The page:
1905 in St. Petersburg: Labor, Society, and Revolution

By Gerald D. Surh | Go to book overview

CHAPTER SIX
The Unity and Diversity of the Opposition, March-September 1905

THE LIBERALS TAKE THE LEAD

The class and ideological divergences between educated society and the lower classes were too obvious and potent an issue for the embattled government not to have sought to use them to its political advantage in combatting the opposition. On February 18 and 19, about the time the Shidlovskii Commission was losing its political viability, the Tsar published a three-part declaration of intentions that set the political tone for the next half year. The first part was a general manifesto responding to the January events, which condemned the attempts of a criminal movement to destroy the state order and called for a strengthening of punitive measures and the support of "right- thinking" persons. The second was an imperial ukaz to the Senate that granted the right to petition the Tsar on matters of "public well-being and state needs." The third was a rescript to Interior Minister Bulygin proclaiming a body of representatives "elected from the population" for the preliminary examination of legislative proposals, i.e., a consultative assembly.1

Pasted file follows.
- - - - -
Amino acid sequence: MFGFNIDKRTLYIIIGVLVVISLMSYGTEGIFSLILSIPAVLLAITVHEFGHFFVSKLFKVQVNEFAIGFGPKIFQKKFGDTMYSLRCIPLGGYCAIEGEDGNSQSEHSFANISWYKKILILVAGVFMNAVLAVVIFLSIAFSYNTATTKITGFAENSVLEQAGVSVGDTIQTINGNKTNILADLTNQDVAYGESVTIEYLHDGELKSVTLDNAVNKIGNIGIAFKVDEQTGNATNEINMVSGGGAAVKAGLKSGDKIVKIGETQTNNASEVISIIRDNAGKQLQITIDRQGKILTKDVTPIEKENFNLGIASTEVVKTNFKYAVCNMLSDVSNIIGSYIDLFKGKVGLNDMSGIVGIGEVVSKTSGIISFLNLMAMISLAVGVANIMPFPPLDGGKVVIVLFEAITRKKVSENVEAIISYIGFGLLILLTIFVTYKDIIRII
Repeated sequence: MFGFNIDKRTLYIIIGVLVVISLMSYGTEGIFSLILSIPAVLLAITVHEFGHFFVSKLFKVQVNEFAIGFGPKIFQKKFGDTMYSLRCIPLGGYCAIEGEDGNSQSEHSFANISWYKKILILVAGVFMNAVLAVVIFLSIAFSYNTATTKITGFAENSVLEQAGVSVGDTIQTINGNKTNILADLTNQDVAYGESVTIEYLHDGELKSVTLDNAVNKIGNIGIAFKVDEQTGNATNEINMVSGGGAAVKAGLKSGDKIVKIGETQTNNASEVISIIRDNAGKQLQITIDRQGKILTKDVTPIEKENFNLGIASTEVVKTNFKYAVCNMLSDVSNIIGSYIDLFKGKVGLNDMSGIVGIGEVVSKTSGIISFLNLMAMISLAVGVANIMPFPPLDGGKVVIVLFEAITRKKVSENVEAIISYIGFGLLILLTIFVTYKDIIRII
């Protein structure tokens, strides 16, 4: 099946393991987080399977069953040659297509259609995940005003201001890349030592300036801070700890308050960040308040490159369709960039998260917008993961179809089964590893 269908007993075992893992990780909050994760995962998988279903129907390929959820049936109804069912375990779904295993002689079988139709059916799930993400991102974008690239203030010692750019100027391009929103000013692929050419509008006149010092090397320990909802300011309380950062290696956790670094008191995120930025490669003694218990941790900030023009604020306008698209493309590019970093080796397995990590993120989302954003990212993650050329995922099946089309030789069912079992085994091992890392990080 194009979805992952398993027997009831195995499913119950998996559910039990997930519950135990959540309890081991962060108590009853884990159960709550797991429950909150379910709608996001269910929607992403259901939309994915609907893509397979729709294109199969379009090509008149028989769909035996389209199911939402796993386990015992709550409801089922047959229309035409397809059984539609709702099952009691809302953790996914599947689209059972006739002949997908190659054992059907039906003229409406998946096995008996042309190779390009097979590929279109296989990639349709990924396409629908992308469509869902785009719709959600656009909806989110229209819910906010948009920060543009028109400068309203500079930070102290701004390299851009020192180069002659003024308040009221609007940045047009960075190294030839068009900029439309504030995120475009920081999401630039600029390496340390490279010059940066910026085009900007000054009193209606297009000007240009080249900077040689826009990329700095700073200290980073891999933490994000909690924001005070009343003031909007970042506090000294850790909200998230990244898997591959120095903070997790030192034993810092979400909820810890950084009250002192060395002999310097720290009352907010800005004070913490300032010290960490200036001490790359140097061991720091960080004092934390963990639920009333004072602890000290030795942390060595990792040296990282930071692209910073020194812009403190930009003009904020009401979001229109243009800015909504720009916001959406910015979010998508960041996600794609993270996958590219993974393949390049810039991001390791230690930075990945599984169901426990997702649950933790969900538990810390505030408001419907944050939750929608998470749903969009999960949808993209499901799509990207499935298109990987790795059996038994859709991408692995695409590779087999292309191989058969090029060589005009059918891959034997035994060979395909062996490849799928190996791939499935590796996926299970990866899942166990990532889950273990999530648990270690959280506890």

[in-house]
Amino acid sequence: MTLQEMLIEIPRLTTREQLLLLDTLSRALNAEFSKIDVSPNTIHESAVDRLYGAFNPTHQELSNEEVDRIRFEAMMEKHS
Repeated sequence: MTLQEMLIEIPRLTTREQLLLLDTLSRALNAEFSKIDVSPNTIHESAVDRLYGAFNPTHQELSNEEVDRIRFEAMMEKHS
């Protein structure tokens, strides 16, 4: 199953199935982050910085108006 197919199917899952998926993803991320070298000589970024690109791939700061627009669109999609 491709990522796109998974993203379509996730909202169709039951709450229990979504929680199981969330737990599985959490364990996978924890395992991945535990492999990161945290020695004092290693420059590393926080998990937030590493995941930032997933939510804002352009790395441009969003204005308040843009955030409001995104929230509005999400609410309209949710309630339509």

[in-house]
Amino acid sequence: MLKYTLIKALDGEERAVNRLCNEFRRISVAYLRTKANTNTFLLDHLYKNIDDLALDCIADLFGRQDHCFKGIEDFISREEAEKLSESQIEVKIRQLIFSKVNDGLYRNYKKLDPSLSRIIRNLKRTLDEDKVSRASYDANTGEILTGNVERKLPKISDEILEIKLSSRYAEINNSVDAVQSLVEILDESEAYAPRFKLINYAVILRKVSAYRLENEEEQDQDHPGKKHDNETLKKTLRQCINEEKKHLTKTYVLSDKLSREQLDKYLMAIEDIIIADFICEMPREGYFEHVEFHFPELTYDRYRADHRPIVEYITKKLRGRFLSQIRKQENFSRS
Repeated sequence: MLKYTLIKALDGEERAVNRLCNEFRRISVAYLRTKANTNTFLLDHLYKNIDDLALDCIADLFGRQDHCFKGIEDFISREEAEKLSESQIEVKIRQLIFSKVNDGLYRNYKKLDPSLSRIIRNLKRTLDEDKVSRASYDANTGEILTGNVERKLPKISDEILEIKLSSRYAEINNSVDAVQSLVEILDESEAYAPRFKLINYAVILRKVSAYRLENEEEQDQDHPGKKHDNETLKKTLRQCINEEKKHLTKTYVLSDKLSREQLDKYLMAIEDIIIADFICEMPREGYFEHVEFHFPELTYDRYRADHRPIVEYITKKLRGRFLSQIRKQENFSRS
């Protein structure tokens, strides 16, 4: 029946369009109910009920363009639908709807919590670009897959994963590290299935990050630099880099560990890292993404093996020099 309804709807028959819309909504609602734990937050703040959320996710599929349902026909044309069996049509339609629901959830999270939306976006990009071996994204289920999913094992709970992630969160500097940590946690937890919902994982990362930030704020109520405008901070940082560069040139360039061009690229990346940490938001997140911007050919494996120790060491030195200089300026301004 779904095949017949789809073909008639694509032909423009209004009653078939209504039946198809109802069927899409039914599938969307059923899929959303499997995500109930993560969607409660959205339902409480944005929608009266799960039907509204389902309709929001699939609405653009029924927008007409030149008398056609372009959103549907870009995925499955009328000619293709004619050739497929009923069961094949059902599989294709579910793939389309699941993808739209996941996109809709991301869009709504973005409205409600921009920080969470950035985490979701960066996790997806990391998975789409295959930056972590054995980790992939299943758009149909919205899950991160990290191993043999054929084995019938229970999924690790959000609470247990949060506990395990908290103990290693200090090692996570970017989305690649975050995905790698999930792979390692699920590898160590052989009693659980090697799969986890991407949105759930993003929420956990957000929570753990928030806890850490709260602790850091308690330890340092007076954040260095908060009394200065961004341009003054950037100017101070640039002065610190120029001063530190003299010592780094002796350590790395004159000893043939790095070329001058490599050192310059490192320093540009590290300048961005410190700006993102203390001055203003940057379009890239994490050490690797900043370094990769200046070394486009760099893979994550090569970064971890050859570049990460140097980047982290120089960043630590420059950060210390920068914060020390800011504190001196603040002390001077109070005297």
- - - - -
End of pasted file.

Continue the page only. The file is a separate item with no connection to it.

The three measures codified for the conditions of 1905 the more general carrot-and-stick approach that the regime had always applied: the "criminal leaders" of disorders were put on warning, and the police, the extreme Right, and those subjects whose interests suffered from the continuation of protest (such as employers and property owners) were reassured of the regime's backing. Moderate and

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1
Krizis samoderzhaviia, pp. 183-84. For the text of the three measures, see Sputnik izbiratelia na 1906 god. Osvoboditel'noe dvizhenie i sovremennye ego formy, pp. 239-42.

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